Former Bethlehem Steel CEO remembers Specter
Bethlehem Steel's former CEO is remembering the late Sen. Arlen Specter, who died of cancer on Sunday, as an ally who worked tirelessly to save the sinking company.
It was the 1990s. Bethlehem Steel, facing serious losses and increased foreign competition, was looking to Congress for help. They found a friend in Specter, according to retired CEO Hank Barnette.
"He was a fearless advocate," Barnette said. "I can remember very, very well, Arlen coming to our offices at Martin Tower, and for example, reviewing the documents."
When you write Bethlehem Steel's eulogy, cheap foreign competition certainly played a role. According to Barnette, Specter put a lot of energy into making sure American steelmakers got a level playing field.
Bethlehem Steel did not survive, but Barnette's friendship with Specter did. It was a relationship that began almost 30 years ago, when Barnette's son worked for the newly-elected senator.
Barnette's friendship with Specter was not all business.
"Arlen believed that the perfect way to start every day was to play squash," he said. "When he would be in the Lehigh Valley, for example, we would play."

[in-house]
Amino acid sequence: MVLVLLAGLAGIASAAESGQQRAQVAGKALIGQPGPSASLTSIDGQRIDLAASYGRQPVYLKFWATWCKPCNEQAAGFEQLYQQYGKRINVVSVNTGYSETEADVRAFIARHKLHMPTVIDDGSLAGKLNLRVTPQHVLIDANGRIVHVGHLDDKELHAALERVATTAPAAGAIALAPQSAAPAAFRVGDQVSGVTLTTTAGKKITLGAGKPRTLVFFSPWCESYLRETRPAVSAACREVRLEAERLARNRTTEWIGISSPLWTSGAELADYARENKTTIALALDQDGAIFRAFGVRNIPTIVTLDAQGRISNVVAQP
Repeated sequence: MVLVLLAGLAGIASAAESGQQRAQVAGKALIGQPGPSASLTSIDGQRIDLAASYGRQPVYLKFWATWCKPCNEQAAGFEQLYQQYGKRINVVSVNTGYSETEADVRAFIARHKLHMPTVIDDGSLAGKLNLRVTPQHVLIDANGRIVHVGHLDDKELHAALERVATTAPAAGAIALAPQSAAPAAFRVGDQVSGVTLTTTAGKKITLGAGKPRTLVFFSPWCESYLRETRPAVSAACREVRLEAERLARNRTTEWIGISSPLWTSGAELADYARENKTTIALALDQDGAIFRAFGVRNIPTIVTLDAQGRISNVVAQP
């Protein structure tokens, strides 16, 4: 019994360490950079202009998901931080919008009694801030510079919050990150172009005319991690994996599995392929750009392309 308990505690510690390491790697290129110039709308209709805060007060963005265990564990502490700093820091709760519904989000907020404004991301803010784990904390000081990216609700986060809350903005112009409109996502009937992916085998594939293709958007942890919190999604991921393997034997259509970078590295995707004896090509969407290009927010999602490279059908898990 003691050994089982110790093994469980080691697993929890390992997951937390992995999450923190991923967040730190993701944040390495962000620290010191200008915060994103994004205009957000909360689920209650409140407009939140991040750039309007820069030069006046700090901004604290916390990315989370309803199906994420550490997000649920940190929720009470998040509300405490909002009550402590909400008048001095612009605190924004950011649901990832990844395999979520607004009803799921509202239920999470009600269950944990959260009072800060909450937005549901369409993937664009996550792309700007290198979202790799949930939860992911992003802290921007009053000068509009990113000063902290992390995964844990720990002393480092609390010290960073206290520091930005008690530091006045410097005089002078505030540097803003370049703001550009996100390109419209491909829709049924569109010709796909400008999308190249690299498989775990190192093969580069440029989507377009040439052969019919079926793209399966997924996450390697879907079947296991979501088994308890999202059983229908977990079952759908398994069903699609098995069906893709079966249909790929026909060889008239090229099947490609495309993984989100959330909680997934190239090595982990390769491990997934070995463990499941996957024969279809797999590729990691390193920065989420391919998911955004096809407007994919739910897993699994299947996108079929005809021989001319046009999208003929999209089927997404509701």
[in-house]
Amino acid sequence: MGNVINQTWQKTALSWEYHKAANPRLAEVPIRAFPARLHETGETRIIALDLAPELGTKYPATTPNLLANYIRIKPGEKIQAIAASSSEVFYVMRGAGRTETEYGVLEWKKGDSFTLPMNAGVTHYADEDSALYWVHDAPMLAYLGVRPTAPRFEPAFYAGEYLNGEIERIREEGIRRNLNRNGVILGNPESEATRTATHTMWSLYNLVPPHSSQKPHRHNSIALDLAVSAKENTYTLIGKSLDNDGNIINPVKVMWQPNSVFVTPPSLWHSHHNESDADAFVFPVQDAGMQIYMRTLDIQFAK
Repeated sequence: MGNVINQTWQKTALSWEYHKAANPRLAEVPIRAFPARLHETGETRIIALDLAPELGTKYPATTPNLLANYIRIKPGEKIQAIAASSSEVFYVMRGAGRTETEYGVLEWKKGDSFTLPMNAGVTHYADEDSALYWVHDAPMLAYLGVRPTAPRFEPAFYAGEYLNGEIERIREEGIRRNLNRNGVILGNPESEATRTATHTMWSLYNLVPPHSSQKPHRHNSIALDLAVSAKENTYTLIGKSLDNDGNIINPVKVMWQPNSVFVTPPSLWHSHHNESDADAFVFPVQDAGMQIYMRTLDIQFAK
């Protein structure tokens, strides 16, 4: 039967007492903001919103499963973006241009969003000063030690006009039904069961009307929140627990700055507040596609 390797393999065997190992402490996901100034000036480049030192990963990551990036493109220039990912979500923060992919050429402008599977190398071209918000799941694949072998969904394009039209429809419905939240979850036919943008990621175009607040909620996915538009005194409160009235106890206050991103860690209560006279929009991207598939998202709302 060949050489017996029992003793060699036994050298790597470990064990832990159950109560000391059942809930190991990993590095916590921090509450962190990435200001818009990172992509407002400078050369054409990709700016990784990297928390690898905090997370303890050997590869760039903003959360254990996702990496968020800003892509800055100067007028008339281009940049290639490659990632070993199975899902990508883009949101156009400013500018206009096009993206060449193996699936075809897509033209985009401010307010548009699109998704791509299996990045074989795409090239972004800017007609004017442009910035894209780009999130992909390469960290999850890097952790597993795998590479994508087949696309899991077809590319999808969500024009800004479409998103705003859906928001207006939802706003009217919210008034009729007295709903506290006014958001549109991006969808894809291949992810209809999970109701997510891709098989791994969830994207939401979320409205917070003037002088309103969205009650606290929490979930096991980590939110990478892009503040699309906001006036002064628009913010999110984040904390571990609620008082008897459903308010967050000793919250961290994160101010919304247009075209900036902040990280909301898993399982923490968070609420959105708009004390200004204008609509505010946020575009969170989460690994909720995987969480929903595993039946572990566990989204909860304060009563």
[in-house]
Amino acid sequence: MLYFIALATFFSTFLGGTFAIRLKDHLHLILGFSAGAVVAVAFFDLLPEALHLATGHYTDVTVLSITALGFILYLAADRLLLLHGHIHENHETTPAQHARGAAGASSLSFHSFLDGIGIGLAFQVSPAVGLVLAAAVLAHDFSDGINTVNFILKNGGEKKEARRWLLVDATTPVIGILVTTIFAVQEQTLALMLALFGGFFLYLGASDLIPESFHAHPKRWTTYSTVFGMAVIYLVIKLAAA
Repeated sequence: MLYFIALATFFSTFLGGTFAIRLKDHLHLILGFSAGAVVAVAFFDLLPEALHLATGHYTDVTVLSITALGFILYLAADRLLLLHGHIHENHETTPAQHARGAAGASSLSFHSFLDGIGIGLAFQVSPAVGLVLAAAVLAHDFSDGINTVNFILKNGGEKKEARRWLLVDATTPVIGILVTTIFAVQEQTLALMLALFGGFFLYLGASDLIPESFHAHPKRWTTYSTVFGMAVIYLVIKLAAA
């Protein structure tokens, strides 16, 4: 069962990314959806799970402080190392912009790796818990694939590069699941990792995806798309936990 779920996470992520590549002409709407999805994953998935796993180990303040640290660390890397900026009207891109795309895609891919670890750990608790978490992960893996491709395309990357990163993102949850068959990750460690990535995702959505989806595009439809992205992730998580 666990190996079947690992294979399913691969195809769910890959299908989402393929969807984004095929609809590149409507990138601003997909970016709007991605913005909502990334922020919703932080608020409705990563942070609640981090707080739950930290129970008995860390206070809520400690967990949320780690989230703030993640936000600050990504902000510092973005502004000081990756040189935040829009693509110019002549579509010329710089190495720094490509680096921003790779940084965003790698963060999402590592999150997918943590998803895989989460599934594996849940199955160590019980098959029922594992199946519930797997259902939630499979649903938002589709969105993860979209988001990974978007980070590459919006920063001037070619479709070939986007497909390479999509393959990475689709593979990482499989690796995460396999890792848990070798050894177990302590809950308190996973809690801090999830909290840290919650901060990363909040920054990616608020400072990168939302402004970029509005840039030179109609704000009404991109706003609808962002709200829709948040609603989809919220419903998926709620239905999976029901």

In Congress, Specter was an endangered species: a moderate who often bucked his own party.
"Arlen believed in a civility. He believed in courteous behavior," said Barnette. "He especially thought that moderation was really a virtue."
Barnette knows that moderation was likely Specter's political downfall. The senator switched parties in 2010, claiming the Republican party had become too extreme.
"I deeply regretted that Arlen changed parties," said Barnette, a lifelong Republican who continued to support Specter after the switch. "For whatever the reasons, he assessed that the political circumstances were such that he would likely not be nominated by the Republican party."
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